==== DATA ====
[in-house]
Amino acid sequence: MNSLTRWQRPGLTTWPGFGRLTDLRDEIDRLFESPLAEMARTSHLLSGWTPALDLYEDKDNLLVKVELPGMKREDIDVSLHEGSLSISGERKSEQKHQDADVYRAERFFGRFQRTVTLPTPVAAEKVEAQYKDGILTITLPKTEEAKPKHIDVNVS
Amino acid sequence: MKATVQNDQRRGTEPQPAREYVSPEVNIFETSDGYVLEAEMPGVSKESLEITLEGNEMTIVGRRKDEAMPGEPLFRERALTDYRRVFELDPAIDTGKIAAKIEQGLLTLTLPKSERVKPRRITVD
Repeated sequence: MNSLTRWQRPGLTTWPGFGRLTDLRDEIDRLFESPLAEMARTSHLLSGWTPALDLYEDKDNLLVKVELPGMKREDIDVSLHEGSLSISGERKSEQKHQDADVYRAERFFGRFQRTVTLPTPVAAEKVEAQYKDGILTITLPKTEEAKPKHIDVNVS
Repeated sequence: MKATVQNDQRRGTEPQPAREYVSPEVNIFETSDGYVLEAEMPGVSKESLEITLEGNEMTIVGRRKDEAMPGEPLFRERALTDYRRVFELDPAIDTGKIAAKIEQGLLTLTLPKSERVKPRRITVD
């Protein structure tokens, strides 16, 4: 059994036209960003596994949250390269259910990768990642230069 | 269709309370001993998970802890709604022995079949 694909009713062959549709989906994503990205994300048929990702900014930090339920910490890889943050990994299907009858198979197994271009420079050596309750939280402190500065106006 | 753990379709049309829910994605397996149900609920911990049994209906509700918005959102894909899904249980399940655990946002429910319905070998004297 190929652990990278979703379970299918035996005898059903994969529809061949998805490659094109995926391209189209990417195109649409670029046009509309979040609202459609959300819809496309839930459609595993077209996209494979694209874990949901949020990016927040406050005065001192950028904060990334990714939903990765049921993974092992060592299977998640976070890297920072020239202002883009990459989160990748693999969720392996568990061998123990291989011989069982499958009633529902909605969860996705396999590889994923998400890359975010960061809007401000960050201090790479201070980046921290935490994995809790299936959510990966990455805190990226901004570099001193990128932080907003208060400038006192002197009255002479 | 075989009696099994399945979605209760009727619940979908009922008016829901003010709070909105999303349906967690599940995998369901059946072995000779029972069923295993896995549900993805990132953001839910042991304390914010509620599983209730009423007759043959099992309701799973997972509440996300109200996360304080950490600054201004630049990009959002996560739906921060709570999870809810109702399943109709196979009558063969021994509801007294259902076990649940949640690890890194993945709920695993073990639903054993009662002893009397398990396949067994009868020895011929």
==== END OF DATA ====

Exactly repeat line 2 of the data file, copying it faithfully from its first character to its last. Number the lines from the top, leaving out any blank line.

Amino acid sequence: MNSLTRWQRPGLTTWPGFGRLTDLRDEIDRLFESPLAEMARTSHLLSGWTPALDLYEDKDNLLVKVELPGMKREDIDVSLHEGSLSISGERKSEQKHQDADVYRAERFFGRFQRTVTLPTPVAAEKVEAQYKDGILTITLPKTEEAKPKHIDVNVS